Far from the grand-opening festivities in Windsor, Ont., proposed casinos are raising hackles on two Canadian coasts. The high-stakes dealings in Halifax and Vancouver:
On the face of it, the decision seemed surprising. After all, an all-party legislative committee reported in February that Nova Scotia wasn’t ready for commercial casinos. Rather than boost tourism, the committee concluded, casinos could bring crime and harm the province’s image as a tranquil travel destination. The committee, which held hearings throughout the province, noted that a June, 1993, poll showed that 58 per cent of Nova Scotians opposed casinos. But when John Savage’s government announced last month that it would license casinos in Halifax and Cape Breton, it confirmed a deeper truth: the province needs one-armed bandits and roulette wheels to create jobs and shore up its treasury.
Government officials say the two casinos, scheduled to open as early as next summer,
are expected to yield revenues of $40 million to $60 million a year, and create hundreds of new jobs. In Halifax, the casino will resemble the Windsor model—the province takes a “win tax” off the top and splits the profits with the operator. It will take a win tax from the Cape Breton casino, as well, but the rest of the proceeds will go to charities.
While public opposition to casinos has fallen, church and community groups continue to condemn them as immoral. And even such former proponents as social historian Owen Carrigan question the government’s decision to surrender profits to private operators. “If governments are going to get involved in this sort of thing,” he says, “they should do so in a way which brings maximum profit to the community.” For Nova Scotia’s beleaguered government, the benefits more than outweigh the costs.
So far, it is only a vision—a grandiose $750-million Vancouver complex, complete with a 1,000-room hotel, a convention centre, a cruise-ship terminal and, as a central at-
traction, an all-out for-profit casino. The design for the Seaport Centre was chosen over three other proposals for development of a 38-hectare site along Burrard Inlet, owned by the Vancouver Port Corp. But the corporation is still working out details with the successful bidders, Vancouver developer VLC Properties Ltd. and Mirage Resorts Ltd. of Las Vegas. And the proposal has several other hurdles to clear. Most important, under Canada’s Criminal Code, only governments and licensed charities can legally operate casinos. That means the province would have to agree to become a partner in the venture. As well, although city council technically has no jurisdiction on federal property, Port Corp. chairman Ron Longstaffe says that the agency is seeking the city’s approval. Some city council members appear unconvinced. “This town,” says Councillor Gordon Price, “is fortunate in that we never have to say, ‘OK, were desperate, build what you want.’ ”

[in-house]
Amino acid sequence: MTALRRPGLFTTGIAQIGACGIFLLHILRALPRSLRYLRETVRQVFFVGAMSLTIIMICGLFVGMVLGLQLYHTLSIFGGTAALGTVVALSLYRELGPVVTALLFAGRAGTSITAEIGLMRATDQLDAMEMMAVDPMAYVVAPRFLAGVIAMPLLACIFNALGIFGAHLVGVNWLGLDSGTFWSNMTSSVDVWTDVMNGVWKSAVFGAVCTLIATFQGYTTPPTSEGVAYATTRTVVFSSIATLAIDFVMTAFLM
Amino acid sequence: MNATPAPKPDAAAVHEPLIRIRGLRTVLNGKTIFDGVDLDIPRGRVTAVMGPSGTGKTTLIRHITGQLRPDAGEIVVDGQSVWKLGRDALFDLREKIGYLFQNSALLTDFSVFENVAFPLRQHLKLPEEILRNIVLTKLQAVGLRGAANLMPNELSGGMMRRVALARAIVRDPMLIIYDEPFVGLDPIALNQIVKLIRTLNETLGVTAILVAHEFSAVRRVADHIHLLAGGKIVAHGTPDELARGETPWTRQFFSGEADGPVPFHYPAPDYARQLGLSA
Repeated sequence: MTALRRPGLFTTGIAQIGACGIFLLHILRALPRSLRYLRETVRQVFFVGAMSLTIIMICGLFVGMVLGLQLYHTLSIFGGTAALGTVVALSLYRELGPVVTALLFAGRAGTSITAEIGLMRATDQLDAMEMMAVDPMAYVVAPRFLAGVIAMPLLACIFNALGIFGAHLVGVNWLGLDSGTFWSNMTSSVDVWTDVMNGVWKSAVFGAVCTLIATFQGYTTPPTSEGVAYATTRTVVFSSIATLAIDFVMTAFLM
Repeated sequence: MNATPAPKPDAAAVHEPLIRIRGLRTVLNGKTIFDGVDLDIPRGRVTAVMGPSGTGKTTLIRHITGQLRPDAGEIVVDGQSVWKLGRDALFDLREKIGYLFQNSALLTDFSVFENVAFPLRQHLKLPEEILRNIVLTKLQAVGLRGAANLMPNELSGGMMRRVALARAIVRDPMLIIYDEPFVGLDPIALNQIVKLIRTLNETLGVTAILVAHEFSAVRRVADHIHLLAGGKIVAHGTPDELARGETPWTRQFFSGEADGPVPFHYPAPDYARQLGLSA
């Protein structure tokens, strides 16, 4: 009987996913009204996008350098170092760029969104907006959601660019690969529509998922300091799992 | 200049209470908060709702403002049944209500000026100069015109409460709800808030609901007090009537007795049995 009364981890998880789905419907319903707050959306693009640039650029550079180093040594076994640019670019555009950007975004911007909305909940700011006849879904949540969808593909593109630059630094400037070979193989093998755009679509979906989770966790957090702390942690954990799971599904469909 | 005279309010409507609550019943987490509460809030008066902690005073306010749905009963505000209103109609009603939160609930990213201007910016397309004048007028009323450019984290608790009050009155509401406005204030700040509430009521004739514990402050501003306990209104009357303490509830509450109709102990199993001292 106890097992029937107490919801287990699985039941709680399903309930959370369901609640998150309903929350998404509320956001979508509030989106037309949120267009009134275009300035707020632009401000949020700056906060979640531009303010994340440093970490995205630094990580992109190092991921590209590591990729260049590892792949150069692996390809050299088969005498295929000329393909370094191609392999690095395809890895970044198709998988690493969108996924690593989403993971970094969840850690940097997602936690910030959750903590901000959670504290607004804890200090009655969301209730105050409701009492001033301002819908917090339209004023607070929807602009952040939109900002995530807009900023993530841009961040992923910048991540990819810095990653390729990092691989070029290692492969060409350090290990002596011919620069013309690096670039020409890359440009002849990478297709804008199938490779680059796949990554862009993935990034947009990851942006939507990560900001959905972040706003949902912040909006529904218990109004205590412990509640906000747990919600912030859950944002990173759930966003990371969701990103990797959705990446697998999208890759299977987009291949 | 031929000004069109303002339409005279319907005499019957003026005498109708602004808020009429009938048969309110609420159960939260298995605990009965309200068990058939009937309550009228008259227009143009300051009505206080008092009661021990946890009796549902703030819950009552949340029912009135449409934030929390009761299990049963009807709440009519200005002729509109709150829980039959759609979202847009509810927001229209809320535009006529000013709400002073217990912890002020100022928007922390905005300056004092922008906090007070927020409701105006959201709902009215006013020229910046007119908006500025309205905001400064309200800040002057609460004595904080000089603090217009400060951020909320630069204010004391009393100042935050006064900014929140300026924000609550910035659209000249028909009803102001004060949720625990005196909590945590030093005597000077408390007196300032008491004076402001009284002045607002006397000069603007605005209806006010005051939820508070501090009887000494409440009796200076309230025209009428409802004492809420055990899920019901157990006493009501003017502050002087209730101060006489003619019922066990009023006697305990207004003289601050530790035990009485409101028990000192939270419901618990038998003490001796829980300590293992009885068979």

Vancouver may have a vibrant economy, but the Port Corp. has a problem: it needs a new terminal for the booming Vancouverto-Alaska cruise-ship market and doesn’t want to spend federal money to get it. Without a casino, however, “there will be no project,” says VLC president David Podmore. “We need the casino to pay for the cruise-ship terminal, hotel and convention centre.” The problem for the provincial government is that gambling is a thorny public issue on which it must “tread lightly, cautiously and slowly,” says Robin Blencoe, the NDP government minister responsible for gaming. Even pricklier are allegations of conflict of interest: the B.C. government owns 16.5 per cent of VLC. The government says it is selling off its stake in the company.
But it stands to gain, anyway. VLC estimates that the Seaport Centre would create 11,000 jobs and contribute $256 million in taxes to three levels of government. Still, some Vancouverites contend that the city’s west coast image would be tarnished by gambling—and by a flashy casino in particular. “People are concerned the project will look like Las Vegas north,” concedes the Port Corp.’s Longstaffe. “But the architecture won’t be Las Vegas glitz.” Another argument comes from people living near the proposed complex in the impoverished Downtown Eastside, who fear rising property values will drive them out. “Most people here live in sleazy little hotel rooms,” says Barb Daniel, executive director of the local residents association. “It’s not great, but it beats the street.” Residents can hang on to those rooms for now: a provincial review of gaming policy is not due out until the fall. There will be plenty of public consultation, minister Blencoe vowed last week. Similar consultations failed to halt gambling in Nova Scotia. Then again, British Columbia’s flush economy gives it a greater luxury to choose.
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